The Parent Trap stars Mills, then coming off her starmaking performance in Pollyanna the previous year, in the dual role of Susan Evers and Sharon McKendrick, twins separated shortly after they were born who are reunited by chance at summer camp. Susan lives in California with her father, Mitch (Brian Keith), while Sharon lives in Boston with her mother, Maggie (Maureen O'Hara). After realizing that their single parents are in fact their parents, the girls set in motion an elaborate plan to reunite the broken family by switching places. Their plan faces a major obstacle, however, when Mitch reveals his engagement to Vicky (Joanna Barnes), who wants to marry into Mitch's considerable fortune.

The film is an eclectic mix of genres: a screwball farce, a romantic comedy, a family drama, all wrapped up in a Disney-approved family-friendly bow with a few nods to teen rock 'n' roll flicks to boot. What's perhaps most surprising about the film is how the film shifts between these modes fluidly while maintaining the distinctions between them. The film is never really so much a genre blender as it is a genre buffet: some exaggerated mischief here, an emotional realization there, but not letting anything on the metaphorical plate touch.

More after the jump.

Wednesday, May 24, 2017

Hit Me With Your Best Shot: "Moonlight" (2016)

*This post is part of the "Hit Me With Your Best Shot" blogathon at The Film Experience*

I apologize for the short length of this post. I'm trying to get back into the groove of blogging now that I'm officially a Master of Fine Arts (supposedly) and beginning my transition into a doctoral program. I have a lot of thoughts on this film, an excellent choice for the return of my favorite TFE series, that I will hopefully post later.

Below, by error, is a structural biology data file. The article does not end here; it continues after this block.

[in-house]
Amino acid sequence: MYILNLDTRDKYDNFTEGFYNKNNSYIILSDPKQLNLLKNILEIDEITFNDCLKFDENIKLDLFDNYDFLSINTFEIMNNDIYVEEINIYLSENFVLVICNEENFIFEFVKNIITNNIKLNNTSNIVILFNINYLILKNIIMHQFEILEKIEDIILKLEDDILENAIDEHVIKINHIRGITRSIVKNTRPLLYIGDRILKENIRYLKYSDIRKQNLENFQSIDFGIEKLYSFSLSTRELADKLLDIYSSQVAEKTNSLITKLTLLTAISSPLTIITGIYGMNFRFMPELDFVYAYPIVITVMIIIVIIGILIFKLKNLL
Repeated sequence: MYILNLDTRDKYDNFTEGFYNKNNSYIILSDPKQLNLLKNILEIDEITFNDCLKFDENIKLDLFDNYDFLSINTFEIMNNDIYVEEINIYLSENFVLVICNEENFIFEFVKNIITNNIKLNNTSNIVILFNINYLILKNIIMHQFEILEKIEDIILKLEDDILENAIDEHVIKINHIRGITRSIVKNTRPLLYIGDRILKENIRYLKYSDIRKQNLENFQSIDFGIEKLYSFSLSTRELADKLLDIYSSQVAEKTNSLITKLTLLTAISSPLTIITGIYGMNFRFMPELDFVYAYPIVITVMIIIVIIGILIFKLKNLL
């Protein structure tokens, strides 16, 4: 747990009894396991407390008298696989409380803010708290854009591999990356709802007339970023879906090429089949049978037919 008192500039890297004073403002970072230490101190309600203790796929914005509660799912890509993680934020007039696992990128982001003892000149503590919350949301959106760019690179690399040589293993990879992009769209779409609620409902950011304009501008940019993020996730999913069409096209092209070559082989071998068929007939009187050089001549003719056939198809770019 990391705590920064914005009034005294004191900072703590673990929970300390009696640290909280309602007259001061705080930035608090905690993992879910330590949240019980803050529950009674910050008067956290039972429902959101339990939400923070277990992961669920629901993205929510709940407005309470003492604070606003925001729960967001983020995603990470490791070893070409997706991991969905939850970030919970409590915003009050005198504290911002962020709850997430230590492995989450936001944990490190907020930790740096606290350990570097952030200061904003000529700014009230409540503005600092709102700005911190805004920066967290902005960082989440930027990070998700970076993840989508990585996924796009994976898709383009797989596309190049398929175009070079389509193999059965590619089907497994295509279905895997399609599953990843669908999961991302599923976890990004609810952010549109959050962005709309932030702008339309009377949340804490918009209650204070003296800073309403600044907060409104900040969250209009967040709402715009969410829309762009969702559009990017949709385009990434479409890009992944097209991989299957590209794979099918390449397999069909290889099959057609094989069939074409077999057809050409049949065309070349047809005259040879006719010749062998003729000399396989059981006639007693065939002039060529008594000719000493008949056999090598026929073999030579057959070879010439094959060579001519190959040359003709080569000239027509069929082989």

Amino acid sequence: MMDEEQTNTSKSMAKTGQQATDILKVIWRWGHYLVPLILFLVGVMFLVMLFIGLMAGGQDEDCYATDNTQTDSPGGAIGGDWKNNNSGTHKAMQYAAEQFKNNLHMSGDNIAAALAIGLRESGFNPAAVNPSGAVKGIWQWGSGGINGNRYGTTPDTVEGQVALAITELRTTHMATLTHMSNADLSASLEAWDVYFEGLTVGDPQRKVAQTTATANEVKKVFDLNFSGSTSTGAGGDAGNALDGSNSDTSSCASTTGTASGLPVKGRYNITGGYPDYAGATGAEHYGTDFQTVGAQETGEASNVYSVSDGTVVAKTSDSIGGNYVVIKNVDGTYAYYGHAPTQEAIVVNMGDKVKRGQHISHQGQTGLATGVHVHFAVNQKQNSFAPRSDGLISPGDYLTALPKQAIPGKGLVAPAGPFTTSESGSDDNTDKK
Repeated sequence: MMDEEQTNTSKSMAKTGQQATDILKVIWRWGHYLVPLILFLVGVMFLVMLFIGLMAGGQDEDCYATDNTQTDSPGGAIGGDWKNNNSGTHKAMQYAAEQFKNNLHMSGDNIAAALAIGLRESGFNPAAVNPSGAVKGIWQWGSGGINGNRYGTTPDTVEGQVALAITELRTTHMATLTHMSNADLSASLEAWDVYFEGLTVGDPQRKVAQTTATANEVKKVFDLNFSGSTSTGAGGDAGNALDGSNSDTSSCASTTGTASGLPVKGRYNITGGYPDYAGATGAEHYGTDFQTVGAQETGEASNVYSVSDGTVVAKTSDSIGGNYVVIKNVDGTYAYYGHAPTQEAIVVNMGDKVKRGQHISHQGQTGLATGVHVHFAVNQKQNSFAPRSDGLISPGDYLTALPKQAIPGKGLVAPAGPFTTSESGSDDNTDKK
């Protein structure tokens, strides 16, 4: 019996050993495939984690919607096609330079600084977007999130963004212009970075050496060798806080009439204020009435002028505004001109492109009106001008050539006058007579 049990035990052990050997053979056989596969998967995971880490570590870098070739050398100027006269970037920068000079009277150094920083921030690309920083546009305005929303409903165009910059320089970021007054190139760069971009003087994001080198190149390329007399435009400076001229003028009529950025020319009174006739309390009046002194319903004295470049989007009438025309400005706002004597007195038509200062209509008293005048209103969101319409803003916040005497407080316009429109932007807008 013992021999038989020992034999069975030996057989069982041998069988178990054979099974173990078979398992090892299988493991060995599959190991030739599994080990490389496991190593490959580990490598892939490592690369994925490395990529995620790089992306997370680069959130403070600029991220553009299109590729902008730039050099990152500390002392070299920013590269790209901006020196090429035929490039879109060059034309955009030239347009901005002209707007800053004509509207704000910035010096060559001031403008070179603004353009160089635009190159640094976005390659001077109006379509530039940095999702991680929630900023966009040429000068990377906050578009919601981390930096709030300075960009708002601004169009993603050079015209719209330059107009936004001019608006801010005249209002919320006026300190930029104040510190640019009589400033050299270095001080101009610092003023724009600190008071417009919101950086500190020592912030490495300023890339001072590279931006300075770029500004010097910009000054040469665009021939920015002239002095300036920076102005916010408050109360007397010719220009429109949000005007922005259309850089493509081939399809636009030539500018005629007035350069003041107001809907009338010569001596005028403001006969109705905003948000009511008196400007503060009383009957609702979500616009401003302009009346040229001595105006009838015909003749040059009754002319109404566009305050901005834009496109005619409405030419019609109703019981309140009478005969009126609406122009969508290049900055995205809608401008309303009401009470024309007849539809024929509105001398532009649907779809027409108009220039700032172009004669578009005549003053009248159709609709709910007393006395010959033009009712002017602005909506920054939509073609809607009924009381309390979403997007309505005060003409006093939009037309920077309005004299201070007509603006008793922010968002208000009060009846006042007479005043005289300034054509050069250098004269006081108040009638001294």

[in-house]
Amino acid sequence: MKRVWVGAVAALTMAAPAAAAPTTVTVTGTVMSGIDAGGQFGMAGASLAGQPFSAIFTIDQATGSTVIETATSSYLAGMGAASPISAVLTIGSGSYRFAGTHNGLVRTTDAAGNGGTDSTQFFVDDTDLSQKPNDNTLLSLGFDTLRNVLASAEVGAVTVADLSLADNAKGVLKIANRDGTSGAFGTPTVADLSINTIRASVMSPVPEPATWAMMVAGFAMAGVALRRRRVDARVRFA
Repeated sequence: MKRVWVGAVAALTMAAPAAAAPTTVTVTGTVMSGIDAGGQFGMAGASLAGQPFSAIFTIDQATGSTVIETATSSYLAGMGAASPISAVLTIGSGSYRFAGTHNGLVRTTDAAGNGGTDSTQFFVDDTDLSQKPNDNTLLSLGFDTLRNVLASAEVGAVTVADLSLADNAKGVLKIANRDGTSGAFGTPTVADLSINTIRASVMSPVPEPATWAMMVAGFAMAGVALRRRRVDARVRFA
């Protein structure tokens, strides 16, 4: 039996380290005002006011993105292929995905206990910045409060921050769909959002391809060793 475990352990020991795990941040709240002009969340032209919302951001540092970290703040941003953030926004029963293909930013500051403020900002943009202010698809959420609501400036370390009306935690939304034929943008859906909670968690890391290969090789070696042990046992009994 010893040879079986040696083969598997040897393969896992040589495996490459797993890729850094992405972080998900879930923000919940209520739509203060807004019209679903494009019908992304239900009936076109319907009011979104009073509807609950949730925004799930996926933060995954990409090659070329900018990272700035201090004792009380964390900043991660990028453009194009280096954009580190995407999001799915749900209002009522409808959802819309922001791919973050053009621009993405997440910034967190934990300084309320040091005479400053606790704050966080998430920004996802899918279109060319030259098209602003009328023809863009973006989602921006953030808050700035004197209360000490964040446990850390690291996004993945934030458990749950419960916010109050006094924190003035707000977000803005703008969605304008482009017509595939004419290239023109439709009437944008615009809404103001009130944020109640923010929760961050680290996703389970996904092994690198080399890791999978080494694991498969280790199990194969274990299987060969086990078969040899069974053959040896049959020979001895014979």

Moonlight is a radical film. Not necessarily in narrative or aesthetics, though the former masterfully builds on the cumulative evolution of the characters and the latter are evocative and beautiful. The film is not even that radical in representation - there have been films about black gay men before. But Moonlight is radical in that it is a film about black gay men that captured mainstream attention, playing in more theaters than its predecessors and winning awards, including the Academy Award for Best Picture. It's not new - it's just new to this level of national exposure.

For the uninitiated, the film follows Chiron through three periods of his life. In the first act, "Little" (Alex R. Hibbert) meets Juan (Mahershala Ali), a drug dealer who takes Chiron in with his girlfriend Teresa (Janelle Monáe). In the second act, teenage Chiron (Ashton Sanders) struggles with his drug-addicted mother (Naomie Harris) and bullying at school, which leads to a riff between him and best friend/crush Kevin (Jharrel Jerome). Act three, "Black," follows adult Chiron (Trevante Rhodes, revelatory) as he returns to Miami to meet with Kevin (André Holland) after years without contact.

The main throughline of the film is desire; namely, Chiron's desire for Kevin and his inability to put that desire into words. It's here that the film is radical in one very significant, but under-examined, facet: child sexuality.

More after the jump.

Saturday, January 21, 2017

Quickie Final 2016 Oscar Predictions

For the first time in a couple of years now, I entered Film Actually's annual Oscar prediction contest. So, taking a quick break from thesis writing, here is a rundown of my final predictions for each category. I don't have any commentary or pictures, but feel free to discuss these choices in the comments. And don't forget: the nominations will be announced this Tuesday, January 24!


First five in:

Manchester by the Sea
La La Land
Hell or High Water

Next five in (in order from most to least likely):

Hidden Figures
Hacksaw Ridge


Emma Stone, La La Land
Natalie Portman, Jackie
Isabelle Huppert, Elle
Amy Adams, Arrival
Ruth Negga, Loving


Casey Affleck, Manchester by the Sea
Ryan Gosling, La La Land